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Proceedings Paper

Ophthalmic applications of ultrafast lasers
Author(s): Ron M. Kurtz; Tibor Juhasz
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Paper Abstract

Photodisruptive lasers working at non absorbing wavelengths can be delivered through the ocular medium and focused to a surgical target to produce optical breakdown. When multiple pulses are used, non-invasive surgical procedures, such as posterior capsulotomy, can be performed. The clinical use of photodisruptive lasers is limited however, due to the large volumes of tissue affected by pulses from commercially available Nd:YAG lasers, which operate in the nanosecond pulse duration range. Photodisruptive lasers with pulse durations in the sub-picosecond or femtosecond range have much lower energy thresholds and secondary shock waves, leading to more localized surgical effects. Due to their limited collateral tissue damage, ultrafast lasers can be used to perform high precision noninvasive intraocular applications, such as corneal and glaucoma surgery.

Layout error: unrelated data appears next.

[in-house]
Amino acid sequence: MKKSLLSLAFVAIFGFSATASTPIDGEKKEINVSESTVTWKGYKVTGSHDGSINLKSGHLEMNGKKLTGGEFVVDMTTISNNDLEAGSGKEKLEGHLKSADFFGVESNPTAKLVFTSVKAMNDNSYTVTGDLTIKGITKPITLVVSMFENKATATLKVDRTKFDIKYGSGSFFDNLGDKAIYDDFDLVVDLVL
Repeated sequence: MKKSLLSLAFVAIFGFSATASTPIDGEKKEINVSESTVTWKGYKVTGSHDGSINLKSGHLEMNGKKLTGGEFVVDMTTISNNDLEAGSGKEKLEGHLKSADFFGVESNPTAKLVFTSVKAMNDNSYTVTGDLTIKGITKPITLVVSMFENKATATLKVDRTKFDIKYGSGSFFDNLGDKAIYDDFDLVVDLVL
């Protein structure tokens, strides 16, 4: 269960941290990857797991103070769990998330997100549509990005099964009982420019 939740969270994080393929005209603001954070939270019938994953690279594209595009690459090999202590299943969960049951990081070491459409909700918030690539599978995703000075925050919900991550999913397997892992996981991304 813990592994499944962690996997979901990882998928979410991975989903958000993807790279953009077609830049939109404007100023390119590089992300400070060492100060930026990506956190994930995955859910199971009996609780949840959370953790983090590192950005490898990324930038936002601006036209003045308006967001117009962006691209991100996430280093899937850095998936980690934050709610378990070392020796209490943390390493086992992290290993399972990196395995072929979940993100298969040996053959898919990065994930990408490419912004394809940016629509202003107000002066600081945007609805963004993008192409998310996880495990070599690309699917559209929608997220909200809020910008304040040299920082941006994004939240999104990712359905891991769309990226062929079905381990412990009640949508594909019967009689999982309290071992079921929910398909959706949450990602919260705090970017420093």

Paper Details

Date Published: 8 July 1998
PDF: 8 pages
Proc. SPIE 3269, Commercial Applications of Ultrafast Lasers, (8 July 1998); doi: 10.1117/12.312333
Show Author Affiliations
Ron M. Kurtz, Univ. of Michigan (United States)
Tibor Juhasz, Univ. of Michigan (United States)


Published in SPIE Proceedings Vol. 3269:
Commercial Applications of Ultrafast Lasers
Murray K. Reed, Editor(s)

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